The Long, Troubled Road to Today’s Bosnia
January 4, 2008
Following Austria-Hungary’s control of Bosnia and Herzegovina after the Treaty of Berlin in 1878, there were a string of political and social reforms mandated, which were intended to make Bosnia and Herzegovina an exceptional colony. While reforms in politics and generally modernization were quite successful, Austro-Hungarian rule brought about rising nationalism amongst the South Slavs.
Onset of WWI
In 1908, the area of Bosnia-Herzegovina was formally annexed, and the nationalist movement became even more fervent and urgent. On June 28, 1914, the heir to the Austro-Hungarian throne, Archduke Franz Ferdinand, was assassinated by a Serbian nationalist named Gavrilo Princip in Sarajevo.
The assassination of Archduke Franz Ferdinand is considered to have been the trigger of World War I. After Princip assassinated the Archduke, Austria declared war on Serbia. What followed was an ever-increasingly complicated alliance system that eventually ignited conflict. Russia supported Serbia after Austria declared war, and Germany followed suite by supporting Austria against Serbia . France supported Serbia, prompting Germany to attack France. After Germany attacked France through the Belgium area, England declared war on Germany. Remarkably, all of these events took place between July 28 and August 14, 1914.
World War I affected the Balkans rather drastically. Croatians chose to fight alongside Germany and Austro-Hungary, as well as most of the Bosnians. Serbs fought with the allies, and after the war, a substantial number of Bosnian-Serbs were forced to leave Bosnia and resettle in Montenegro and Serbia.
Following World War I, Bosnia and Herzegovina were annexed to Serbia in October of 1918 as the Kingdom of Serbs, Croats, and Slovenes, which was later renamed as Yugoslavia in 1929. Again, nationalism increased amongst Serbians and Croatians alike. During this time, Bosnia and Herzegovina faced a period of great oppression, stimulated by cultural conflicts, religious struggle, and general tension and intolerance.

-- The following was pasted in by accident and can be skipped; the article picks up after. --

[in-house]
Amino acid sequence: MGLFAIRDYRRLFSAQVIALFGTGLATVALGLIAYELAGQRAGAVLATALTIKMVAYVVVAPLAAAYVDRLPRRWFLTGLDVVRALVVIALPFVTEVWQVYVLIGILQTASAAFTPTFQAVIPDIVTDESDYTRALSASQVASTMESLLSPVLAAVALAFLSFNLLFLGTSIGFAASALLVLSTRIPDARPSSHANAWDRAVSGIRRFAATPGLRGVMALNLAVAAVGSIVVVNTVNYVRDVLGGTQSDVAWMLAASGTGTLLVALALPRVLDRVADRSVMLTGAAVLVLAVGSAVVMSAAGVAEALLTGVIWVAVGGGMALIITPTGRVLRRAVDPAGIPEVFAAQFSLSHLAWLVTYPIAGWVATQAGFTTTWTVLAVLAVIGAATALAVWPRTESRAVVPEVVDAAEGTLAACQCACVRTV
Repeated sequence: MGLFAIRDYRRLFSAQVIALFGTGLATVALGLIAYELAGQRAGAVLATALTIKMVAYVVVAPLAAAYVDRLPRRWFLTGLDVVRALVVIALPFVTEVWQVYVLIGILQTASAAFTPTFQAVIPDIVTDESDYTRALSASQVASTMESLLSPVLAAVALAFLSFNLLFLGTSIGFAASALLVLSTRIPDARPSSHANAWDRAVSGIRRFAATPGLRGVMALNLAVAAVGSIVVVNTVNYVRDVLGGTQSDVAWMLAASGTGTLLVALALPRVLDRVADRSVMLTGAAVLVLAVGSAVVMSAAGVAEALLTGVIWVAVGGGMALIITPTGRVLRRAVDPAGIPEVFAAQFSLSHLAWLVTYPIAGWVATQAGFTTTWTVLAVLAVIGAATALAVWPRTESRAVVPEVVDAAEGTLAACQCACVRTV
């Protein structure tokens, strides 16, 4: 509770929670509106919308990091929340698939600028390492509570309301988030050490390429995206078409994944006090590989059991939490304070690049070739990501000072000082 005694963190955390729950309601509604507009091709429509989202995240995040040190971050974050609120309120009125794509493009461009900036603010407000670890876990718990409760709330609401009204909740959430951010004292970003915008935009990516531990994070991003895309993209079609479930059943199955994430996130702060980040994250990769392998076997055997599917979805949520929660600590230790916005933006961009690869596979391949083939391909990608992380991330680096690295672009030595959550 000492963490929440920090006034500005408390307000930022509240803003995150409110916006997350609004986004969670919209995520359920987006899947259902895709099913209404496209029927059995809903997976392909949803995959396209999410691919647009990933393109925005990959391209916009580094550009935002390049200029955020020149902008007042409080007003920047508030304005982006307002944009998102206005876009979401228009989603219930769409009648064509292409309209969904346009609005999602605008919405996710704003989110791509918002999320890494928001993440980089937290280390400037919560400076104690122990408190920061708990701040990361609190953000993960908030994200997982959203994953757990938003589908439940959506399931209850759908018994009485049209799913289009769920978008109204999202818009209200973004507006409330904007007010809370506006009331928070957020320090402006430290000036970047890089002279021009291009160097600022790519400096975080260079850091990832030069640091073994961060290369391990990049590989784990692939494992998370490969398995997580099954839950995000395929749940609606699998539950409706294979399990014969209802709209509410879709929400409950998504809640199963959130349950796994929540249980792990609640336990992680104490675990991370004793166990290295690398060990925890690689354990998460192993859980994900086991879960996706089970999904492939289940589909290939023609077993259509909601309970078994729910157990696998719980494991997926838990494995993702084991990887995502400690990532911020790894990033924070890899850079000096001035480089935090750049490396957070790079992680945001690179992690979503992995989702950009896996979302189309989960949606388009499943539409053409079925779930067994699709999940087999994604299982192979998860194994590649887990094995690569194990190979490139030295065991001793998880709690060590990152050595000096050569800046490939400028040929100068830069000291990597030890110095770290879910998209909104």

In 1939, as a result of the Cvetkovic Agreement, one area in Bosnia was connected with the Banland of Croatia. Germany invaded Yugoslavia in 1941, and Bosnia and Herzegovina became part of Nazi-controlled Croatia. In November 1943, Bosnia and Herzegovina became a single state again. One of the six republics under the leader Marshall Tito, Bosnia and Herzegovina was part of the Yugoslavian Communist nation.
After Tito died in 1980, Yugoslavia weakened. In December 1991, Bosnia and Herzegovina left Yugoslavia and requested recognition by the European Union. In March of 1992, the votes were in, and they supported independence. With a rich ethnic diversity of Muslims, Serbs, and Croats (and no true ethnic majority), conflict arose quickly between the groups as they attempted to divide the region.
With both the Serbs and Croats laying claim to the Bosnian region, complications developed. Ethnic cleansing occurred as Muslims were pushed out of the area and Croatians began developing their own communities in the area. The war continued until NATO intervened in August 1995. Approximately 250,000 people are though to have died in this wartime period of 1992-1995.
1995 onwards in Bosnia-Herzegovina’s history marked a serious attempt to rebuild the economy and create a government the people could trust. While a scandal erupted in 1999, corruption marred some attempts to build a stronger Bosnia-Herzegovina.
In 2004, NATO relinquished its peacekeeping mission to the European Union. This undertaking, the largest peacekeeping operation for the EU in history, has contributed largely to the more tolerant and stable climate of current Bosnia and Herzegovina. Much of the damage of the war has been repaired, and Bosnia and Herzegovina looks forward to a period of prosperity.